Raghuram Rajan’s 10 Solutions to Get Economy Going Again

Summary: This one is for all of you, where are the solutions wallahs. Of course, I have offered many of the solutions that Rajan has offered in a column, but never put them together in one place.

One of the perils of writing on the Indian economy in the last six years has been the repeated comment from a few, don’t tell us about the problems, but give us the solutions. I mean how do you discuss solutions without highlighting problems. How do you come up with a prognosis without coming up with a diagnosis in the first place?

It’s not that one hasn’t highlighted solutions in what one has written over the years, but it’s just that where are the solutions wallahs, don’t seem to notice them. This belief that economics has solutions to everything (particularly among the non-economists, which means most of us), is very strong.

Over the years, I have come to believe that this is primarily because almost all of us are brought up writing exams where every question has an answer and every problem (in the mathematical sense of the term) has a solution. Life and economics don’t work like that. If everything had a solution, the word problem wouldn’t exist in the first place.

Nevertheless, this piece is all about solutions; things that the central government can do right now (and should have been doing by now) to get the economy going again. I have just finished reading Dr Raghuram Rajan’s piece on the Indian GDP (Gross Domestic Product) collapse. GDP is a measure of the economic size of a country.

Dr Rajan, who was the governor of the Reserve Bank of India (RBI), has offered many solutions. These are things that the government can do to get the economy going again. I have offered many of these solutions in my writing as well, though never gotten around to writing about all the solutions together at one place.

Let’s take a look at these solutions, one by one.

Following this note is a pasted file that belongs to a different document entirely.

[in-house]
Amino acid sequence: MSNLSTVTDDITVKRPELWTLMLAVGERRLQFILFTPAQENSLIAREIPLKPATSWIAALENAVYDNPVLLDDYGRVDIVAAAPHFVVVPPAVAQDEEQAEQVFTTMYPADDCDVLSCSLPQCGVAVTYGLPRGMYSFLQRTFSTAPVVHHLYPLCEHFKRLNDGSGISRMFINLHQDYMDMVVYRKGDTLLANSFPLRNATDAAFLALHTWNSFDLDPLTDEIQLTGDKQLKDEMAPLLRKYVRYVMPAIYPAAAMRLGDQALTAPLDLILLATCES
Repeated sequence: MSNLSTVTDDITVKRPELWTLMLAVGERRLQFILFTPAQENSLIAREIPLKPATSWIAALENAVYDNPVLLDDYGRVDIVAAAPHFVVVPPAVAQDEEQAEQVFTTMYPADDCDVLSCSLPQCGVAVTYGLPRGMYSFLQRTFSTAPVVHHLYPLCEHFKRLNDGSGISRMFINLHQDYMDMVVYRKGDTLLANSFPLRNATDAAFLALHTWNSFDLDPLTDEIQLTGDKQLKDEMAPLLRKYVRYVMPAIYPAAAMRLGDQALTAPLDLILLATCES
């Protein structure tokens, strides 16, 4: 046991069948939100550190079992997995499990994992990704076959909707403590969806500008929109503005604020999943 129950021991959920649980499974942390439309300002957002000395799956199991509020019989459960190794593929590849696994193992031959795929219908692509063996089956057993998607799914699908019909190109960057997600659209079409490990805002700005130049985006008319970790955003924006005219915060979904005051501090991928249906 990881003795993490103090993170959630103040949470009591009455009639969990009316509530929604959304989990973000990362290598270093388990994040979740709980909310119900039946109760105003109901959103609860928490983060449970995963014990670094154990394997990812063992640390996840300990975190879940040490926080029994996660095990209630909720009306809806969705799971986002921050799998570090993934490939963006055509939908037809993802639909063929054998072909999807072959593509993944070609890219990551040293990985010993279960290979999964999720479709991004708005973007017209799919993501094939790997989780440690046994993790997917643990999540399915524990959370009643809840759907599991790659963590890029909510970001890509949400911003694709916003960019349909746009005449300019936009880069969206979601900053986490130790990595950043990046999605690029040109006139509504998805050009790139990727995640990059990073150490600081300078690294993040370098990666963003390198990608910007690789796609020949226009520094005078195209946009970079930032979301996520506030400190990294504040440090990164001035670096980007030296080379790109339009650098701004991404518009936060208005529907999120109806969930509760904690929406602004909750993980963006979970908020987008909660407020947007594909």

1) The government needs to expand its resource envelope in every way possible, Rajan writes. At the cost sounding like a broken record, it needs to sell its stakes in many public sector enterprises (how many times have I said this). In fact, in a sense it has already missed out on the current buoyant state of the stock market. The total amount of money collected through the disinvestment route during this financial year, remains close to zero.

Rajan also suggests that the government should be ready for on tap sale of its stakes in public sector enterprises, to take advantage of every period of market buoyancy.

2) Many public sector enterprises own land, in prime areas of India’s cities. And this land needs to be sold (Again, how many times have I suggested this). In fact, in a city like Ranchi, where I come from, the Heavy Engineering Corporation (a public sector enterprise) sits on acres and acres of government land. All this land across all these companies needs to be sold and money be raised. Of course, this isn’t going to happen overnight.

But that’s not the point here. If the government shows serious intent on this front by announcing a time-table to do this, as well as making preparations for the sale, this is something that the bond market will notice and be happy about.

3) Why is it important to keep the bond market happy? With tax collections collapsing by 30%, between April and July 2020 in comparison to the same period in 2019, it is but natural that the government will end up borrowing more. This is likely to push up the return (or the yield) that the market demands on the government borrowings, given that there is only so much financial savings going around. Other factors that will give confidence to the bond market is the publishing of the correct fiscal deficit numbers unlike the massaged numbers that are currently declared (well, well, well, I have been saying this for a couple of years now). Fiscal deficit is the difference between what a government earns and what it spends.

Another important reform suggested by Rajan is the setting up of an independent fiscal council, which can keep an eye on the deficit numbers (This is something that the former deputy governor of the RBI, Viral Acharya, has also been suggesting).